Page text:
Monday, April 11, 2016

Dead Deer

This Sunday when we visited my folks, they gave us the news that they (actually, the dog) had found a dead deer against one of the corners of the house.   I guess it was a mule deer, or whatever kind of deer are in the forest around Corvallis (and Eugene).  They'd called about three institutions trying to find someone to take it, but it was Sunday and no one was open or willing.

The deer was on its side.  It was easy to see how my dad thought it might be sleeping at first.  Then one noticed the legs, which were sticking straight out instead of folded underneath the deer.  The black cloven hooves looked sharp and sculptural. Next came the dead-meat smell: kind of sour, kind of spicy, kind of like hamburger gone bad or someone's pungent reheated microwave fish.  The smell wasn't too strong because it was a cool morning and the deer was on the northwestern side of the house.   The next thing I noticed was the dried tracks of poop (or something worse) dripping out of the deer's anus.  When I walked over to the front of the deer, its dead eye flashed at me like lights in a fog, which was creepy and cool all at once, and I found myself moving my head to make the eye light up with luminous fog again.  It was like looking into a dirty river and seeing the sunlight reflected back on suspended particles. The eye had a greenish, otherworldly tinge to it, and I understood how people might think of ghost deer.

Many years ago, I had a dream about small birds hopping from out of a bloody deer carcass in the snow.  Luckily this was less bloody, and I wondered if I would have deer dreams later (editor's note:  not so far).

We had to move the carcass before it bloated and started to attract scavengers.  Mark apparently stuck the deer with a stick and it didn't explode or have babies pop out.   We weren't sure if the deer was the one we'd seen limping a few weeks earlier, or if the deer had been struck by a car, or if it was a cougar kill, or if there wasn't enough of some nutrient in its graze, or if some strange deer disease had struck it down.   We donned rubber gloves, changed into work clothes, and got an Alaskan Elk Bag and got to work bagging the corpse.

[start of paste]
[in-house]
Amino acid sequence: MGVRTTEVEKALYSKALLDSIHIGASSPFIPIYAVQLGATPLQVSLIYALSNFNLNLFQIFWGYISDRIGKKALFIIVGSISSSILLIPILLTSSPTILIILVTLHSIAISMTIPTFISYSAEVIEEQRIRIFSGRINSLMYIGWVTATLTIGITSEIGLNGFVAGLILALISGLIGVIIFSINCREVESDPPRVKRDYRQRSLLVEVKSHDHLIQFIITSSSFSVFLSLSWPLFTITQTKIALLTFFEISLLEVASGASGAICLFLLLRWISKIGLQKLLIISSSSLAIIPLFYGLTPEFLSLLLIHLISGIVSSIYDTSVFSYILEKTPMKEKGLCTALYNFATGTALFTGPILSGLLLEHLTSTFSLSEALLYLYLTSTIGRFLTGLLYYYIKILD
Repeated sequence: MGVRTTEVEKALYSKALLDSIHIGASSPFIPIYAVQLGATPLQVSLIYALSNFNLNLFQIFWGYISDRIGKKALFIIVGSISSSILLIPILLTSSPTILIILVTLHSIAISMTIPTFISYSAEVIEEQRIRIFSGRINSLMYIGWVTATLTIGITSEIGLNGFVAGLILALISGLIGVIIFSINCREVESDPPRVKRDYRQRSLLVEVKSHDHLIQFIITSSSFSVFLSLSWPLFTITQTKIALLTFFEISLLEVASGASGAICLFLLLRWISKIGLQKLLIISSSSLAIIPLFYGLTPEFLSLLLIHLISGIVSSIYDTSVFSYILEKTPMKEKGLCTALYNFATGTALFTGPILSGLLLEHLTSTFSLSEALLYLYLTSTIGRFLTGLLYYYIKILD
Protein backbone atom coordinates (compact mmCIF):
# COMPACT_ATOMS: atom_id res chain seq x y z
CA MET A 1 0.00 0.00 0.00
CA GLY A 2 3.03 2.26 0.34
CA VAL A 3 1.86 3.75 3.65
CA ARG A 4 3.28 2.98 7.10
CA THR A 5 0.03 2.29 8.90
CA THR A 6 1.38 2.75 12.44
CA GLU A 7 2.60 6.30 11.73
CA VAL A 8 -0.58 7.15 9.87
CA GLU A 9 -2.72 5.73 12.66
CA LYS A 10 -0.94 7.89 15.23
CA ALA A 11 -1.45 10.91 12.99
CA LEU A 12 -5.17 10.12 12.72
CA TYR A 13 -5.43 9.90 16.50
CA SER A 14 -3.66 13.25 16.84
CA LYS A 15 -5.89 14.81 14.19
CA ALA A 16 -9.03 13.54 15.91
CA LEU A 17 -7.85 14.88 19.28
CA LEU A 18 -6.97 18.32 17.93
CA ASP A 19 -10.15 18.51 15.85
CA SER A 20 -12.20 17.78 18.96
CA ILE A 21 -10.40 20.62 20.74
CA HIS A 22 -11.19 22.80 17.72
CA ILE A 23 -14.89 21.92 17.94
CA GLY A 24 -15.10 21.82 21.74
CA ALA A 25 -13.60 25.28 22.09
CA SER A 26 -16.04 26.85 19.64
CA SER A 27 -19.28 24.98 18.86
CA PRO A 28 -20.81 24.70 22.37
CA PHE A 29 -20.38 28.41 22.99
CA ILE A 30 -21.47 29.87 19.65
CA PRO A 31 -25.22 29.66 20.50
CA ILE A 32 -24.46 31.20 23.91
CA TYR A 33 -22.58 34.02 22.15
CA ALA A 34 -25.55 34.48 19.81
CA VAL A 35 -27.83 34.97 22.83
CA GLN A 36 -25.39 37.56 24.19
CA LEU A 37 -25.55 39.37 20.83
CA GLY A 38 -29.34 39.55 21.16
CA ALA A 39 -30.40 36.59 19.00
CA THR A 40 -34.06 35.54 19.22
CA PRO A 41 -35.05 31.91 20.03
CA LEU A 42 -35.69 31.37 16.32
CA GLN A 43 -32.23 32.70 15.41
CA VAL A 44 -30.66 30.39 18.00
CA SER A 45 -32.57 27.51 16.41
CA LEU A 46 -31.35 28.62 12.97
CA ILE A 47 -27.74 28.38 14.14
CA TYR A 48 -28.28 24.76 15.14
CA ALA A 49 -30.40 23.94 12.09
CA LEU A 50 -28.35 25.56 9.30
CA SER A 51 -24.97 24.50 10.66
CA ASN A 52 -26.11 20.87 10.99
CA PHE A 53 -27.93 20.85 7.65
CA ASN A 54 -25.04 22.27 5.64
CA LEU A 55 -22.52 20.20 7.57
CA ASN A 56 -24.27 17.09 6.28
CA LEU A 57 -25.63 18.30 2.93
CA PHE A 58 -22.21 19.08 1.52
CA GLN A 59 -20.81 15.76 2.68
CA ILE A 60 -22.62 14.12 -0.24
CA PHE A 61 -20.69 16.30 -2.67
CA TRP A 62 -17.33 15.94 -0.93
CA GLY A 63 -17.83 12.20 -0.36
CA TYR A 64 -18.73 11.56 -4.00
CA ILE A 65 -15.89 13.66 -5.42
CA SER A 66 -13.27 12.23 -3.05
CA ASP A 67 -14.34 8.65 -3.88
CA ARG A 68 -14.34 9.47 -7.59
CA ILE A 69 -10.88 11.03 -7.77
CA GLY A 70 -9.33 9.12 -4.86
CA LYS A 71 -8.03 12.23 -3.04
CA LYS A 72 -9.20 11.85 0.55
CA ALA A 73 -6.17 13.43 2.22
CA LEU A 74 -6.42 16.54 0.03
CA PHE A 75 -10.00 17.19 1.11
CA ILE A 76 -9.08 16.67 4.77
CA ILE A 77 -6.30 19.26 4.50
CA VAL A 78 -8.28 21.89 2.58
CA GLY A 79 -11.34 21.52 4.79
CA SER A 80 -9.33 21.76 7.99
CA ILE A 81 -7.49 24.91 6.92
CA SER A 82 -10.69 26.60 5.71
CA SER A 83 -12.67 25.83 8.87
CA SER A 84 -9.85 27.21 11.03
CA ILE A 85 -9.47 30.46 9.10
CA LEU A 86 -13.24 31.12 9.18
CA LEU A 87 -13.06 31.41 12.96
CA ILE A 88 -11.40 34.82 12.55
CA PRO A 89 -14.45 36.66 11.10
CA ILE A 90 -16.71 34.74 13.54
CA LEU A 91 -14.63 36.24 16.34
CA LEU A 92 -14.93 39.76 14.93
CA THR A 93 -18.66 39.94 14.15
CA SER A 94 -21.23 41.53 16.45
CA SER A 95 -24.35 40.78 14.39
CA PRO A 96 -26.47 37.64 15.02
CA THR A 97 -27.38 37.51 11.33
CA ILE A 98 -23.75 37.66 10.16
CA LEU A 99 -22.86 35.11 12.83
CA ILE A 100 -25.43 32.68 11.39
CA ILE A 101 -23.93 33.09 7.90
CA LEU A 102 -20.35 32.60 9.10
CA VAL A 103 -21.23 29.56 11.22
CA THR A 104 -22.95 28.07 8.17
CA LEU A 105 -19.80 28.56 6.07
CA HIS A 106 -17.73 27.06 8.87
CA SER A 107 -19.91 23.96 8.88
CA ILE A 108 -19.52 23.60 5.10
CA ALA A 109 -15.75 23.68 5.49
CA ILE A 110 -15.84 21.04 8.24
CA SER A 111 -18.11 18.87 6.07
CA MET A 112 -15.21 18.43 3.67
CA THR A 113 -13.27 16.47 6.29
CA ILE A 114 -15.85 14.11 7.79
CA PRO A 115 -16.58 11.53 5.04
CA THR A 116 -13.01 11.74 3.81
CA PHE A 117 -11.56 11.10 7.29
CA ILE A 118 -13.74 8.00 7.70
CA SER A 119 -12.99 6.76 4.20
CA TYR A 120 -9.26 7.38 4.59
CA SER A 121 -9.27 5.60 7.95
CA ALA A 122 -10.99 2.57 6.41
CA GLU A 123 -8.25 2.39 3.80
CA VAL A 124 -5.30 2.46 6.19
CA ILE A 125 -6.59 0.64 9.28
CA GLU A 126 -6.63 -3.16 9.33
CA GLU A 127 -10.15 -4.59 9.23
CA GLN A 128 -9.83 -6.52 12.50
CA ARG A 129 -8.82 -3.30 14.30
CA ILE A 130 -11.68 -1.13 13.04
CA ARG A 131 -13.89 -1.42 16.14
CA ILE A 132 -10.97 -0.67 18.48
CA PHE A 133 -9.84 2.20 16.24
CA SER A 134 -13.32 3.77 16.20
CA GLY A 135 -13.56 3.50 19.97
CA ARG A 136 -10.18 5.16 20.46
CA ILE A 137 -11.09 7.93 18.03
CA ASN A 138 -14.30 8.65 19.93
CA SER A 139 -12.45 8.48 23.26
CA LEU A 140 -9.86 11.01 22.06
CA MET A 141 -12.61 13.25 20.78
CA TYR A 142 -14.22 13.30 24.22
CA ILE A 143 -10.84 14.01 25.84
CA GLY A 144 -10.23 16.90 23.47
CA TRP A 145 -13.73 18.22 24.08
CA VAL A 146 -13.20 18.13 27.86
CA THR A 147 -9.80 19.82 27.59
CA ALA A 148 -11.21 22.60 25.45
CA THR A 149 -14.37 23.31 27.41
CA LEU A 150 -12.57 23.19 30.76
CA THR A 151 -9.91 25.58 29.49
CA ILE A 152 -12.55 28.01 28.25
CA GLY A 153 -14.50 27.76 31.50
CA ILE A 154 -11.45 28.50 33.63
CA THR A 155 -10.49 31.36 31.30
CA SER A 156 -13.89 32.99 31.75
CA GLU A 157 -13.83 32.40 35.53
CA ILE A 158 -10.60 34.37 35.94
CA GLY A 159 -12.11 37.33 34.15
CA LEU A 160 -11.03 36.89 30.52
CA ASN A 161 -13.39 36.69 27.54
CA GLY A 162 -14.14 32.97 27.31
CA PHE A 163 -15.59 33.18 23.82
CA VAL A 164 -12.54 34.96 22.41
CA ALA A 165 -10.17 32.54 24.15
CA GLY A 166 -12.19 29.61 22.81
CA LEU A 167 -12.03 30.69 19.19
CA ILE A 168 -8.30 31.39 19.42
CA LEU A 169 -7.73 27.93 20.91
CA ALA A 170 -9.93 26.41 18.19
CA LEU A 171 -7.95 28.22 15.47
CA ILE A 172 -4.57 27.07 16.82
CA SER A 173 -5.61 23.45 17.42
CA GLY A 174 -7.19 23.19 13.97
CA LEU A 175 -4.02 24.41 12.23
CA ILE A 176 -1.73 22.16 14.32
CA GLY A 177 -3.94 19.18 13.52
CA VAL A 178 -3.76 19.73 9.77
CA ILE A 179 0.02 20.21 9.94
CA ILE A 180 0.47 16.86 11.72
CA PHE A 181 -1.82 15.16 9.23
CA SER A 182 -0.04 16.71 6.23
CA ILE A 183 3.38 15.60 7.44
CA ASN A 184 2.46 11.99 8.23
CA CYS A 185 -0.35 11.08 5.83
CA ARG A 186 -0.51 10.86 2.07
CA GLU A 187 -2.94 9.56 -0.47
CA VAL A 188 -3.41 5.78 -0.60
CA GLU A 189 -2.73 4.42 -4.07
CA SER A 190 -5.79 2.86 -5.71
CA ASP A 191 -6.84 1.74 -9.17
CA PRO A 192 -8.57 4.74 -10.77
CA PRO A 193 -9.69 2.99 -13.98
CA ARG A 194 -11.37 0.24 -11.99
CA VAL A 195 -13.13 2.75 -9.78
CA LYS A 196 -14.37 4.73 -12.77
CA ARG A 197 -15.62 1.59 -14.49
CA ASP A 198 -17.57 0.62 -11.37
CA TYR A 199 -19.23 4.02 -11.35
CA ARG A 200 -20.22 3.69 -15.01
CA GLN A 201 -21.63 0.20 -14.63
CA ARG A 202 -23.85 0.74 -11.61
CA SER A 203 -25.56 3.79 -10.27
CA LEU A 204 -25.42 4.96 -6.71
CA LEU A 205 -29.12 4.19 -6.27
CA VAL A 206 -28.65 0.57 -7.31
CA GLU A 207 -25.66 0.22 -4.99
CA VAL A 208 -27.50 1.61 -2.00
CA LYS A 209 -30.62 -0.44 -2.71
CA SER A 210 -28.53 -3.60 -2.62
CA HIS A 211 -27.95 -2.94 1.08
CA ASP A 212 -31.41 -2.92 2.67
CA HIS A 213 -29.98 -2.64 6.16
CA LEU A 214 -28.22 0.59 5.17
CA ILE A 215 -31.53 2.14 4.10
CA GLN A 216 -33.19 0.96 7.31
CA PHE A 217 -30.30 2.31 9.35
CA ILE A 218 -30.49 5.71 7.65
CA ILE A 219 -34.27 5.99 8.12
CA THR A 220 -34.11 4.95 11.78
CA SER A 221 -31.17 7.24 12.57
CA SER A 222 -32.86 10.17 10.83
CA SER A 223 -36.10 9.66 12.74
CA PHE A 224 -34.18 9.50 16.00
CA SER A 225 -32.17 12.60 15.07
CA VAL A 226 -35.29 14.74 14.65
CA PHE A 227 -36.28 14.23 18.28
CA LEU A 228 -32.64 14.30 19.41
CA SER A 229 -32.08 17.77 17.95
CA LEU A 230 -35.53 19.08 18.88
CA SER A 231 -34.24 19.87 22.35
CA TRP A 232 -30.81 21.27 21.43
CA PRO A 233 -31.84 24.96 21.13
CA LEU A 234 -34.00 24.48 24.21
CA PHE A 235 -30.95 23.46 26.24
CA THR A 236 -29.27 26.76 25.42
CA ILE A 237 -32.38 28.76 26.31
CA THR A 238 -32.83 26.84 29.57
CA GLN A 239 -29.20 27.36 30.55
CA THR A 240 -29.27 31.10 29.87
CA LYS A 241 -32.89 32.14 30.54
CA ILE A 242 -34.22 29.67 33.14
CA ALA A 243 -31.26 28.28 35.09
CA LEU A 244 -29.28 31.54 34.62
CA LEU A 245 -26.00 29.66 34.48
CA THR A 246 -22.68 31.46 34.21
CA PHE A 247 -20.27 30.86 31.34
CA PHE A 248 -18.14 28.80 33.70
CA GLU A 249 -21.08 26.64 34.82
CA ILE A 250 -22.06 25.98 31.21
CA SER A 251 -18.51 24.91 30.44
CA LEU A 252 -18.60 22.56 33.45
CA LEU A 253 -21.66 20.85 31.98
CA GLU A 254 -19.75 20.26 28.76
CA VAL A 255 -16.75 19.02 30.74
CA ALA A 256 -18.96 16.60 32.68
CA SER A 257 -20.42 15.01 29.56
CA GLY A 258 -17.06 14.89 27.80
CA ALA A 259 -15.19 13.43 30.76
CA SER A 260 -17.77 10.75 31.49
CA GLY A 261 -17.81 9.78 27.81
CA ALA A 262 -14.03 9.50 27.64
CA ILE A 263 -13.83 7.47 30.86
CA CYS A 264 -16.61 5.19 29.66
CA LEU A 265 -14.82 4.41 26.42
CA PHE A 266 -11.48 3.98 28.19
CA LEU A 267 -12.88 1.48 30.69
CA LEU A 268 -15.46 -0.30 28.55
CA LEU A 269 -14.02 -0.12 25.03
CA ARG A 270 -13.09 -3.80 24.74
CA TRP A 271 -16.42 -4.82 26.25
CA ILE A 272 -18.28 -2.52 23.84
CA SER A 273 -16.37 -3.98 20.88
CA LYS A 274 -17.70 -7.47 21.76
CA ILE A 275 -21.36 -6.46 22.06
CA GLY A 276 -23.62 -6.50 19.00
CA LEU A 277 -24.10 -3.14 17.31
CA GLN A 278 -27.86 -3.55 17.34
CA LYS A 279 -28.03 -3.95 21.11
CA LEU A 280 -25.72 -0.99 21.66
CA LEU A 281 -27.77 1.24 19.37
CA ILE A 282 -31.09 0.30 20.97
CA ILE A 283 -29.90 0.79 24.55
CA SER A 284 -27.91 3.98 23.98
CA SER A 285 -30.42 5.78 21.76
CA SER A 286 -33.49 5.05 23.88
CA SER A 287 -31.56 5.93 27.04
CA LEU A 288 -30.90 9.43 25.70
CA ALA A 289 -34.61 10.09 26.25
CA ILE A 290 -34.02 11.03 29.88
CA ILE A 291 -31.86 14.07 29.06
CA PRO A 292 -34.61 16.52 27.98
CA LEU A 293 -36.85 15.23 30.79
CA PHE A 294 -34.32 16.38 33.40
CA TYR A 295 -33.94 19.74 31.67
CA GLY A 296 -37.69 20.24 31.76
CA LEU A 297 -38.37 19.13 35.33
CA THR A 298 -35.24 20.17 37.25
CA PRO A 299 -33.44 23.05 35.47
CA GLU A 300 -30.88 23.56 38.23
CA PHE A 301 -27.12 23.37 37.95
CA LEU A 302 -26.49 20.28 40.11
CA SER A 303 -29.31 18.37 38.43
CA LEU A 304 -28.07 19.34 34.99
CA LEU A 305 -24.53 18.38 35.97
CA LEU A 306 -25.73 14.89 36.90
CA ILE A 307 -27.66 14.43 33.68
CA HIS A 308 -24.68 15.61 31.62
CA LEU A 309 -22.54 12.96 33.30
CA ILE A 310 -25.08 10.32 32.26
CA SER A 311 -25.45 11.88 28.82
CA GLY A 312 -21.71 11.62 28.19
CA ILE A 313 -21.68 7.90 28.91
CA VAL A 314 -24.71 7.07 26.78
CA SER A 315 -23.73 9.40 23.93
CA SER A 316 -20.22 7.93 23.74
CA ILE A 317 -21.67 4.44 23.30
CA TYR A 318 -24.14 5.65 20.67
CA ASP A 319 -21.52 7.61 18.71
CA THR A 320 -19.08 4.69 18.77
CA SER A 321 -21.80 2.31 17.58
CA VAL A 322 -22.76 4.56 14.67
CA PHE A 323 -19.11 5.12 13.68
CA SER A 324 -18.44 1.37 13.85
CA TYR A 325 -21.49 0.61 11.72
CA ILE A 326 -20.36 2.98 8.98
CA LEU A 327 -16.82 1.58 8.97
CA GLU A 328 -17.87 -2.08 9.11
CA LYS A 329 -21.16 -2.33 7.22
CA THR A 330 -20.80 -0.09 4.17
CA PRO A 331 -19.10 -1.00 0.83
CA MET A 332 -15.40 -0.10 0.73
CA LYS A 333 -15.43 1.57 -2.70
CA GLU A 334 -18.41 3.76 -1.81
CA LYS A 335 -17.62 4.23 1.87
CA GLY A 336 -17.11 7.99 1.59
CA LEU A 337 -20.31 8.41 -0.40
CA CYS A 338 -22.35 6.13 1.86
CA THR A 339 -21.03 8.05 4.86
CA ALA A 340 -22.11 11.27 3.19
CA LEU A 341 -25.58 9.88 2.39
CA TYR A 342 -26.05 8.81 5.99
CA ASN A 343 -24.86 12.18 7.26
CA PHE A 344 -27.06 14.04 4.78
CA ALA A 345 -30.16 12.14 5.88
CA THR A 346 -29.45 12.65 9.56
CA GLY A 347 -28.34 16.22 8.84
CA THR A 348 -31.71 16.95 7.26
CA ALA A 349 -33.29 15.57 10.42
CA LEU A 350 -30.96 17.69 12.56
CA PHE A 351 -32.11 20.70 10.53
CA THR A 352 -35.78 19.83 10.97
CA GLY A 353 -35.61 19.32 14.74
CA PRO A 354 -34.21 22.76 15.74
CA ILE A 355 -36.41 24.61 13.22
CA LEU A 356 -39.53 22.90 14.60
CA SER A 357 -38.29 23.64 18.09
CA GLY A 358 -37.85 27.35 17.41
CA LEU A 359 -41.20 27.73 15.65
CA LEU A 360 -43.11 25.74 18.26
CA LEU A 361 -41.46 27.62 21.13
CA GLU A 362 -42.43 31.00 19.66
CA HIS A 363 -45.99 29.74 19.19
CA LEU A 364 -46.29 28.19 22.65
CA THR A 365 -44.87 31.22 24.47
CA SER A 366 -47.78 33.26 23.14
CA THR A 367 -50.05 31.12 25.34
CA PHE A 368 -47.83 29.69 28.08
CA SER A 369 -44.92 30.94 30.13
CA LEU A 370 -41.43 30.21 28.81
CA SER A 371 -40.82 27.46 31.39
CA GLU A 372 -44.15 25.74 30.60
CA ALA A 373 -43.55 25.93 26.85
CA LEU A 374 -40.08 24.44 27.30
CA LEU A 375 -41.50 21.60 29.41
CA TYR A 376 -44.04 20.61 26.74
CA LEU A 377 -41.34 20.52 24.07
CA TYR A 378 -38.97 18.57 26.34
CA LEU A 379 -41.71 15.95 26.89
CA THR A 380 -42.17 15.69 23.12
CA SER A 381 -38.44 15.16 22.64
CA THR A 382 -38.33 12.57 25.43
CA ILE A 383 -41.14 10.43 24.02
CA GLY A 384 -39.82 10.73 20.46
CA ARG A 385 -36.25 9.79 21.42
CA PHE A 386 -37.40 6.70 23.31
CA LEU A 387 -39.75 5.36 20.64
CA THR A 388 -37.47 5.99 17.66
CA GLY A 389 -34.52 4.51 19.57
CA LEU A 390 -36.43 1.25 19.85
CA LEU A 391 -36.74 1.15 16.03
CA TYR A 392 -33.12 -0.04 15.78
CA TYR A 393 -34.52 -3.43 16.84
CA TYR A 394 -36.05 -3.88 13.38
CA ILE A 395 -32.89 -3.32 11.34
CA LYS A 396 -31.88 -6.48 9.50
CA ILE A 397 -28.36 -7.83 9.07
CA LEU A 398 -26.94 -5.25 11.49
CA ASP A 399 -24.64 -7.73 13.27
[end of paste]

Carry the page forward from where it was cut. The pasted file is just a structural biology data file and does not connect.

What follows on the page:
But not before pictures.

Dad posed for a moment near the deer's rear while I sang, "Oh mighty hunter of great fighting stock..."  Then he picked up the deer by the hooves and I began to work the head into the bag.  Rigor-mortis had not set in, and the deer's head flopped on a rubbery neck.  Redish goop began to come out of its nose and mouth.  I got the head into the bag and out of sight as quickly as possible.  A bit of fur on the neck brushed my arm in the gap between the top of my glove and the bottom of my sleeve.  Mark helped prep the bag and yanked it over the shoulders.  The sour, rotting hamburger microwave fish dish smell increased.  More reddish gore ran out of the deer's head and soaked the white bag with red splotches.

Between the three of us grunting and shoving and heaving, we managed to get the deer into the bag.  At this point we noticed its gonads and realized it wasn't a doe.  More heaving and shoving a lifting and we mange to get the deer over the shrubbery and into the driveway.   Ichor had seeped through the bag and got onto Mark's pants.We'd planned to put it onto a cart, but there was ick dripping out of the bottom, so we hefted the carcass along the driveway.  Mark made dead body jokes, and as I scootched backwards, I felt like I was in the moving the ambassador's body scene from the first season of "Downton Abbey."  

We moved the bag to the side of the road below the driveway.  Later flies swarmed the bag trying to find a way in, and the local vultures appeared to be mightily interested in flying over the house.  

The deer was a banned topic for lunch.
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